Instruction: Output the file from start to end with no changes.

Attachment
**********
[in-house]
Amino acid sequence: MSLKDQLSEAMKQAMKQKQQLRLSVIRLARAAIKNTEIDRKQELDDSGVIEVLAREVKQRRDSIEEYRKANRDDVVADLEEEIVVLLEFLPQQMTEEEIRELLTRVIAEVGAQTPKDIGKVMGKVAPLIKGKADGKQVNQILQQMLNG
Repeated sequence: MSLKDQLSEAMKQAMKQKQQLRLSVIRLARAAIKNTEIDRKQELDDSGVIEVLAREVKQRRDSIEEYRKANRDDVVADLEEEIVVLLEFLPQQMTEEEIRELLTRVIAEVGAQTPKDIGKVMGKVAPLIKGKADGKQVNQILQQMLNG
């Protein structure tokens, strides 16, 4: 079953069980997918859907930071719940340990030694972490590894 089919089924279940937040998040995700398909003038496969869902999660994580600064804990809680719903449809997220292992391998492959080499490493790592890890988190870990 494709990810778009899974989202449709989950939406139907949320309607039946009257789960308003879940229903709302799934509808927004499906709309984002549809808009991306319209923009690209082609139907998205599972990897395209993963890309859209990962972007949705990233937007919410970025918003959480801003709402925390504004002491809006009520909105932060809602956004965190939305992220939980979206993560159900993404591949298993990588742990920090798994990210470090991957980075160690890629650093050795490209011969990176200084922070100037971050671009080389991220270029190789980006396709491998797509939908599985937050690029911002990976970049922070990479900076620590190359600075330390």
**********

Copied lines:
[in-house]
Amino acid sequence: MSLKDQLSEAMKQAMKQKQQLRLSVIRLARAAIKNTEIDRKQELDDSGVIEVLAREVKQRRDSIEEYRKANRDDVVADLEEEIVVLLEFLPQQMTEEEIRELLTRVIAEVGAQTPKDIGKVMGKVAPLIKGKADGKQVNQILQQMLNG
Repeated sequence: MSLKDQLSEAMKQAMKQKQQLRLSVIRLARAAIKNTEIDRKQELDDSGVIEVLAREVKQRRDSIEEYRKANRDDVVADLEEEIVVLLEFLPQQMTEEEIRELLTRVIAEVGAQTPKDIGKVMGKVAPLIKGKADGKQVNQILQQMLNG
């Protein structure tokens, strides 16, 4: 079953069980997918859907930071719940340990030694972490590894 089919089924279940937040998040995700398909003038496969869902999660994580600064804990809680719903449809997220292992391998492959080499490493790592890890988190870990 494709990810778009899974989202449709989950939406139907949320309607039946009257789960308003879940229903709302799934509808927004499906709309984002549809808009991306319209923009690209082609139907998205599972990897395209993963890309859209990962972007949705990233937007919410970025918003959480801003709402925390504004002491809006009520909105932060809602956004965190939305992220939980979206993560159900993404591949298993990588742990920090798994990210470090991957980075160690890629650093050795490209011969990176200084922070100037971050671009080389991220270029190789980006396709491998797509939908599985937050690029911002990976970049922070990479900076620590190359600075330390």